As described in another post, I wanted to create a button, on my Windows 7 taskbar, to run a batch file that would kill all Google Chrome processes, as a workaround solution to a virus I could not get rid of.
For most programs other than batch files, I could create such a button just by running the program in question (e.g., Firefox); and when the program was running, I could right-click on its taskbar icon and choose the “Pin this program to taskbar” option. But there was no such option for some situations. This batch file was one example; a taskbar icon to open a specific folder was another.
This post describes the steps I took to create a persistent taskbar icon that would run a batch file to kill all Chrome processes. This post summarizes a more detailed presentation by 7Tutorials. The steps I took were as follows:
- I needed to start with a shortcut to an .exe file. For this, I could just find an .exe file, right-click on it, and create a shortcut; or I could copy an existing shortcut (e.g., my shortcut to Winamp.exe or Notepad.exe). There were some programs whose shortcuts would not work: I had to be able to right-click on the shortcut and edit its Properties > Target.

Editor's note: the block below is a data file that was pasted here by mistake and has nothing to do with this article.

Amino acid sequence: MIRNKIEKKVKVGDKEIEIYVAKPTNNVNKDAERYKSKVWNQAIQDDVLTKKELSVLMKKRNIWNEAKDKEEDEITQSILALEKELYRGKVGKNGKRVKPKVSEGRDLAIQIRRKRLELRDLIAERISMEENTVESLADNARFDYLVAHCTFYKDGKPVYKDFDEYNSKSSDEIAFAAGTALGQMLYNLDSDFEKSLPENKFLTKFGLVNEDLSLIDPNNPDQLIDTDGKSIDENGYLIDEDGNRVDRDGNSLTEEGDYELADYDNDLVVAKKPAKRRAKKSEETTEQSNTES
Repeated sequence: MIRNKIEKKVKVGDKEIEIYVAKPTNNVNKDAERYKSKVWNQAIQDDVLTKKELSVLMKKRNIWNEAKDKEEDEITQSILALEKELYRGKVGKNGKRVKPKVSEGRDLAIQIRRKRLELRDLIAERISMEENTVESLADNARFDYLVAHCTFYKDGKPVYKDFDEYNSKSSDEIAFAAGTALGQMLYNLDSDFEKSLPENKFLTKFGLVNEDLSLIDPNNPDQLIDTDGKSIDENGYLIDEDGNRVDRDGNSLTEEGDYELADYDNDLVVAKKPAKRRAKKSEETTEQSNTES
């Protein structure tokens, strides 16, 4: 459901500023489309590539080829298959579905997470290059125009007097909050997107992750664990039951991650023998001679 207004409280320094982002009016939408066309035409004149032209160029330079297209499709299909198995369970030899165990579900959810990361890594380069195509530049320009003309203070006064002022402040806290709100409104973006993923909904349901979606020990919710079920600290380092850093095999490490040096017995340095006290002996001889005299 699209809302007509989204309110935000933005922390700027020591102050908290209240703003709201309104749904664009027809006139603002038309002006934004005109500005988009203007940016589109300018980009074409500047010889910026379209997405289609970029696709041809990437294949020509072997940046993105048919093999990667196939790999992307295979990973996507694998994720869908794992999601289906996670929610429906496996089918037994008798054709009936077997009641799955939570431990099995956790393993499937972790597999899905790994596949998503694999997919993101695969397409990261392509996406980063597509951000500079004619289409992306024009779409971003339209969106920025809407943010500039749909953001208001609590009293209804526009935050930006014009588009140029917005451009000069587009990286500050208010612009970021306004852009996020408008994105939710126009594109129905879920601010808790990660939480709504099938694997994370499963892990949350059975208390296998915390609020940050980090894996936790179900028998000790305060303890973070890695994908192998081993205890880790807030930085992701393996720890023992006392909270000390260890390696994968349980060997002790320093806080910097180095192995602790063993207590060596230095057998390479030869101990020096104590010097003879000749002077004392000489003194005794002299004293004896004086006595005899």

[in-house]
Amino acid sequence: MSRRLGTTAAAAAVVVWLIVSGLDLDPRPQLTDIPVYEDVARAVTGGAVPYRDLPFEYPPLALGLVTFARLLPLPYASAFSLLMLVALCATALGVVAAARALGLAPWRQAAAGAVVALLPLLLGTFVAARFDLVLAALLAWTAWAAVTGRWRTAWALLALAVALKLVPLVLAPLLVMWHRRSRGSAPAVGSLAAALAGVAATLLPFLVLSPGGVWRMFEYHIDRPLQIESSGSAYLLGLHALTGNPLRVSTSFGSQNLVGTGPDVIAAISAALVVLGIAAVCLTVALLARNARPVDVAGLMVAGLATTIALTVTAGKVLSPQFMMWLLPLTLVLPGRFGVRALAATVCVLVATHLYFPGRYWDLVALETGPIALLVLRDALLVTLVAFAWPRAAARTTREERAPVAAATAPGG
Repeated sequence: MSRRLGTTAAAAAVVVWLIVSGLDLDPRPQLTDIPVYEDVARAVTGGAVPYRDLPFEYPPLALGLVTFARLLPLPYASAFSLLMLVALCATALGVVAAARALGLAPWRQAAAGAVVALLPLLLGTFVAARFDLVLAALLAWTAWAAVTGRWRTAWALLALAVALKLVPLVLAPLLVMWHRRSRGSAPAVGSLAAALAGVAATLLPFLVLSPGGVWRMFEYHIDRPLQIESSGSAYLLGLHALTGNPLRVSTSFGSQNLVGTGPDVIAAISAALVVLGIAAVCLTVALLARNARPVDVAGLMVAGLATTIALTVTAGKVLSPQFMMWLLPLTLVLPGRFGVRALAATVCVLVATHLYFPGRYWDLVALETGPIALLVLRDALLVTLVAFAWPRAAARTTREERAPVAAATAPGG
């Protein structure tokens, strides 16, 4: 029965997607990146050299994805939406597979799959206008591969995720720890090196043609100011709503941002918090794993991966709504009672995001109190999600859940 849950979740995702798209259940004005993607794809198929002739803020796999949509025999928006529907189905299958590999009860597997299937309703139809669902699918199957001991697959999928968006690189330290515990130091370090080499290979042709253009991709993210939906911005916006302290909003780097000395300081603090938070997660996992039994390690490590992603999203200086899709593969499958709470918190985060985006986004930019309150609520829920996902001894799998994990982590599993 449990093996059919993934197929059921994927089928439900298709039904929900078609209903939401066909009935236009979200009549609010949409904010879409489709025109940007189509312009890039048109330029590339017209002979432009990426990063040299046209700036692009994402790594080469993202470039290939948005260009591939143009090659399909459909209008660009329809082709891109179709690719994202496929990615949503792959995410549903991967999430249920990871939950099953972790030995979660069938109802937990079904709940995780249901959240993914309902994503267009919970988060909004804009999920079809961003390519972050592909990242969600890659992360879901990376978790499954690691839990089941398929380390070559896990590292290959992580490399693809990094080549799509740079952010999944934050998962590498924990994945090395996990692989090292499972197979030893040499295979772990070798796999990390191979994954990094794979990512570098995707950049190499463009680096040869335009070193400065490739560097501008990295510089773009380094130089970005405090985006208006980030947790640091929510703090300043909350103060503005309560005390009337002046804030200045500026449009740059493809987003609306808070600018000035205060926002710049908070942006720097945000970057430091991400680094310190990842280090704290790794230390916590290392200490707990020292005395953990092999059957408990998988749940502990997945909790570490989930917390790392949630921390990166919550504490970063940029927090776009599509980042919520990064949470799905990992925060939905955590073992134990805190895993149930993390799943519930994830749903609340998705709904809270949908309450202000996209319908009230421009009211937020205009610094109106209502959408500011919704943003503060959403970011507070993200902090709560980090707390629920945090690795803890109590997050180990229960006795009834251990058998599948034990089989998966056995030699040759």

- I right-clicked on the chosen .exe shortcut and went into its Properties. In the General tab, I changed the shortcut’s name as desired. In the Shortcut tab, I clicked on Change Icon and chose something nice.
- While I was in the Shortcut tab, I changed the Target to point to the desired folder or other item. Then I changed the Target to invoke explorer.exe. Here’s how my Target looked:
C:\Windows\explorer.exe "X:\Start Menu\Programs\KillChrome.bat"
- Also, in the Shortcut tab, I changed Start In to C:\Windows.
- I exited the shortcut’s Properties and stored the shortcut in a folder where I would want to keep it. I chose a folder in my customized, shareable Start Menu, but other locations would be fine too. The Start Menu folder I chose was the one that held other shortcuts related to Chrome.
- I dragged the shortcut to the taskbar.
That last step gave me a new shortcut in the folder containing my taskbar’s shortcuts. That folder was at C:\Users\Ray\AppData\Roaming\Microsoft\Internet Explorer\Quick Launch\User Pinned\TaskBar. (Of course, other users would replace the “Ray” in that path with their own username.)
The procedure would be the same if I wanted the taskbar shortcut to open a folder instead of running a batch file. For example, I could open the folder instead of the batch file by just removing the “KillChrome.bat” part from the end of the Target line shown above.
A similar procedure would work to pin Control Panel items to the taskbar. In that case, I would start by dragging the Control Panel item to the desktop. That would create the shortcut that I would then adjust as described above. Or I could use a batch file to run a command opening the desired Control Panel item.
A Lifehacker post noted that jump lists could be used to organize and expand the functionality of taskbar icons. It appeared there were also ways to bring back some of the Windows XP option of putting various icons into dockable auto-hiding toolbars on the left, right, and top sides of the screen.